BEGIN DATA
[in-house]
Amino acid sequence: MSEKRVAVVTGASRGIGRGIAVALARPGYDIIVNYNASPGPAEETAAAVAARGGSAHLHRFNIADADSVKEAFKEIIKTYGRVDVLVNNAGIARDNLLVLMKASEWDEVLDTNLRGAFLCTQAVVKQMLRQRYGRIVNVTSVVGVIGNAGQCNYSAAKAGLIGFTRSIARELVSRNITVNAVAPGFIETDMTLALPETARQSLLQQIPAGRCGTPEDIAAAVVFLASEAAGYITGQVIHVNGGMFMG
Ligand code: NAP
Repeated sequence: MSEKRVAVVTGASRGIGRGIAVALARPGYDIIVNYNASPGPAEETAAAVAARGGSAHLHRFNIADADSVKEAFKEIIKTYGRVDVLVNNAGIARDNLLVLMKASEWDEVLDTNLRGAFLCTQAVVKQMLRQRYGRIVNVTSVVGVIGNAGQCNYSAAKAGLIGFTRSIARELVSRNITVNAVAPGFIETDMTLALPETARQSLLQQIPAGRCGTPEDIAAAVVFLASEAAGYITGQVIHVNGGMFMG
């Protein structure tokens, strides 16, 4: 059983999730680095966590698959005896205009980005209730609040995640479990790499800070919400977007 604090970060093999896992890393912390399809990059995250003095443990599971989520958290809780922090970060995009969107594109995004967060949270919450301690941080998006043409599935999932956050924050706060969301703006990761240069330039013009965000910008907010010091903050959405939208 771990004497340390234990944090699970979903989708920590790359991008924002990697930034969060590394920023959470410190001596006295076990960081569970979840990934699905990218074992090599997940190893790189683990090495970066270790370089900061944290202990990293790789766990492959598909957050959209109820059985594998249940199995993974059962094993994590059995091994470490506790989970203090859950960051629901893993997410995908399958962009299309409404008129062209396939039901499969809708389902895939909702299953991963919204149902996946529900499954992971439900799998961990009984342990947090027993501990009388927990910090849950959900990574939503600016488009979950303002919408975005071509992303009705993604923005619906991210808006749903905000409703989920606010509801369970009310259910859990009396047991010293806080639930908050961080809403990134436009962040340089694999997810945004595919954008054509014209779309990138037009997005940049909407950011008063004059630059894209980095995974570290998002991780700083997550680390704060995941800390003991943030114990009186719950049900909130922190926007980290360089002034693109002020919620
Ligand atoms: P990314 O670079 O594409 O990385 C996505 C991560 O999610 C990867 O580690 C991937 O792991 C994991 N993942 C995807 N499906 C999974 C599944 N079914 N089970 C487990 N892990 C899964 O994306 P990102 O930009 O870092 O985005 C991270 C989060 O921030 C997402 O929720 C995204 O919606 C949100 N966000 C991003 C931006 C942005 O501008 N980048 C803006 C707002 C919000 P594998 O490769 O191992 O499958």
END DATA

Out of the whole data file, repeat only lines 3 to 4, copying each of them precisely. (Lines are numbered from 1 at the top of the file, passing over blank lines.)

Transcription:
Ligand code: NAP
Repeated sequence: MSEKRVAVVTGASRGIGRGIAVALARPGYDIIVNYNASPGPAEETAAAVAARGGSAHLHRFNIADADSVKEAFKEIIKTYGRVDVLVNNAGIARDNLLVLMKASEWDEVLDTNLRGAFLCTQAVVKQMLRQRYGRIVNVTSVVGVIGNAGQCNYSAAKAGLIGFTRSIARELVSRNITVNAVAPGFIETDMTLALPETARQSLLQQIPAGRCGTPEDIAAAVVFLASEAAGYITGQVIHVNGGMFMG